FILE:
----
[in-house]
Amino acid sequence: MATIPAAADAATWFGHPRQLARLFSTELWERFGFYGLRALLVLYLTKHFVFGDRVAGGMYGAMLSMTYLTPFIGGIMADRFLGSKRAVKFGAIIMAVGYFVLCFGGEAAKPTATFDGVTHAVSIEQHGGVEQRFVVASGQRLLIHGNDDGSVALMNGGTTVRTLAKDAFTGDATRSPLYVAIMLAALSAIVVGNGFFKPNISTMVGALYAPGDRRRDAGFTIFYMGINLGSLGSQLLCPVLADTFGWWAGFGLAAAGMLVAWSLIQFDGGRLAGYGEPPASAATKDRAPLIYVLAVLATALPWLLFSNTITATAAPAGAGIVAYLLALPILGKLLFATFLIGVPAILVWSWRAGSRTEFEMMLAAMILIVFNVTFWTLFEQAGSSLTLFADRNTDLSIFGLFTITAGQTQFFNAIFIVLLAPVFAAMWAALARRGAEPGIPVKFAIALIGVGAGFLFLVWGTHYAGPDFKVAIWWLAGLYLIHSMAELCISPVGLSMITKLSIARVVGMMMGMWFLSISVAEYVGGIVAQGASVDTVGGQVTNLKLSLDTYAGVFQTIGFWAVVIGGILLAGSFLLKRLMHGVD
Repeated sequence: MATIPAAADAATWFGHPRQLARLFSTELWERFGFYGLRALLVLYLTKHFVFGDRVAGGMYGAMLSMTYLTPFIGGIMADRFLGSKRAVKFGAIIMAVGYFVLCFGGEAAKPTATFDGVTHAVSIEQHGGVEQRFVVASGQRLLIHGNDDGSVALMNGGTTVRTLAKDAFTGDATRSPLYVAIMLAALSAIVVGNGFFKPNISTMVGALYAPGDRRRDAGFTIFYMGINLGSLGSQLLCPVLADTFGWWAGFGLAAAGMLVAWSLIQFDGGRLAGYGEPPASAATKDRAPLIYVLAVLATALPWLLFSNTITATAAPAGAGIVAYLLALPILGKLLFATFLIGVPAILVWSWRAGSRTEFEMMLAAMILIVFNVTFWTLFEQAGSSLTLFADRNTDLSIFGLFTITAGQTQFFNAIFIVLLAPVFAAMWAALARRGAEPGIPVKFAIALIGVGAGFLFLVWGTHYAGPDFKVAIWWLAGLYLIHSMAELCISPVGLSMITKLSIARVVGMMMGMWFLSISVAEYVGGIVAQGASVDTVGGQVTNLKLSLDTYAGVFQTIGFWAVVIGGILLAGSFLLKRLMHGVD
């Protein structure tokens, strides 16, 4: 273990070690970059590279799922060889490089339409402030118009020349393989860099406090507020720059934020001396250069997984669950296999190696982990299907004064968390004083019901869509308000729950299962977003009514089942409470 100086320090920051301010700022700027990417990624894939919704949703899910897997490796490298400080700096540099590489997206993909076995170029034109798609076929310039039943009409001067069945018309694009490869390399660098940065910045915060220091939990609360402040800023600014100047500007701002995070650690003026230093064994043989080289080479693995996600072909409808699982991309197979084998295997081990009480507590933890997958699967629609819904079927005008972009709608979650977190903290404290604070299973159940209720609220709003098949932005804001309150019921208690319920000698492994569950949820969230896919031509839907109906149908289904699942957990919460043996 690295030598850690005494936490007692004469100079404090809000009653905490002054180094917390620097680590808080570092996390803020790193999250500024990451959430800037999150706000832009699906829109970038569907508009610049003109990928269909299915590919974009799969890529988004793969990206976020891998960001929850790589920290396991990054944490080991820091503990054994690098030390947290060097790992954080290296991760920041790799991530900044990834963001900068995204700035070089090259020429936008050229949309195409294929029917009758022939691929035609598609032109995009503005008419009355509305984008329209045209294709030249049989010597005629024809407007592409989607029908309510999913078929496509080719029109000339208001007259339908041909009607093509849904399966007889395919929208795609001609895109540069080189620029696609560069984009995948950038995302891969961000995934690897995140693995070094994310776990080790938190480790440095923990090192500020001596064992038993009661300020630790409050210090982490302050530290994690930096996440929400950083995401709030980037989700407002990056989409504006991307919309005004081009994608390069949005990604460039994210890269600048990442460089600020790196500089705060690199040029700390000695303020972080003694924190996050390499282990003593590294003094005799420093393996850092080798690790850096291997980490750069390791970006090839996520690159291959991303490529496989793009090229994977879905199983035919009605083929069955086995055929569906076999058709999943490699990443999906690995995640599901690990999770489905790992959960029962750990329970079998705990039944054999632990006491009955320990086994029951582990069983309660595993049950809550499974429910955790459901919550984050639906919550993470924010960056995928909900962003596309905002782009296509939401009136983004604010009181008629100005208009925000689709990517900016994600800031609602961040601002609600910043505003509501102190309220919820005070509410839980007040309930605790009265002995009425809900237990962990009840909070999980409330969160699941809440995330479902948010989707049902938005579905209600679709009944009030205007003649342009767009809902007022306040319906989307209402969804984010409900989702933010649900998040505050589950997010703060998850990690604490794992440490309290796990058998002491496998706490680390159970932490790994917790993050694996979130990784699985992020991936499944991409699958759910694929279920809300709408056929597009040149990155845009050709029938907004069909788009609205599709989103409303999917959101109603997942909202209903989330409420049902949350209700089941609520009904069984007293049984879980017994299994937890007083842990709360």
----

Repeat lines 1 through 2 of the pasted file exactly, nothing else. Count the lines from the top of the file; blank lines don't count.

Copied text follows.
[in-house]
Amino acid sequence: MATIPAAADAATWFGHPRQLARLFSTELWERFGFYGLRALLVLYLTKHFVFGDRVAGGMYGAMLSMTYLTPFIGGIMADRFLGSKRAVKFGAIIMAVGYFVLCFGGEAAKPTATFDGVTHAVSIEQHGGVEQRFVVASGQRLLIHGNDDGSVALMNGGTTVRTLAKDAFTGDATRSPLYVAIMLAALSAIVVGNGFFKPNISTMVGALYAPGDRRRDAGFTIFYMGINLGSLGSQLLCPVLADTFGWWAGFGLAAAGMLVAWSLIQFDGGRLAGYGEPPASAATKDRAPLIYVLAVLATALPWLLFSNTITATAAPAGAGIVAYLLALPILGKLLFATFLIGVPAILVWSWRAGSRTEFEMMLAAMILIVFNVTFWTLFEQAGSSLTLFADRNTDLSIFGLFTITAGQTQFFNAIFIVLLAPVFAAMWAALARRGAEPGIPVKFAIALIGVGAGFLFLVWGTHYAGPDFKVAIWWLAGLYLIHSMAELCISPVGLSMITKLSIARVVGMMMGMWFLSISVAEYVGGIVAQGASVDTVGGQVTNLKLSLDTYAGVFQTIGFWAVVIGGILLAGSFLLKRLMHGVD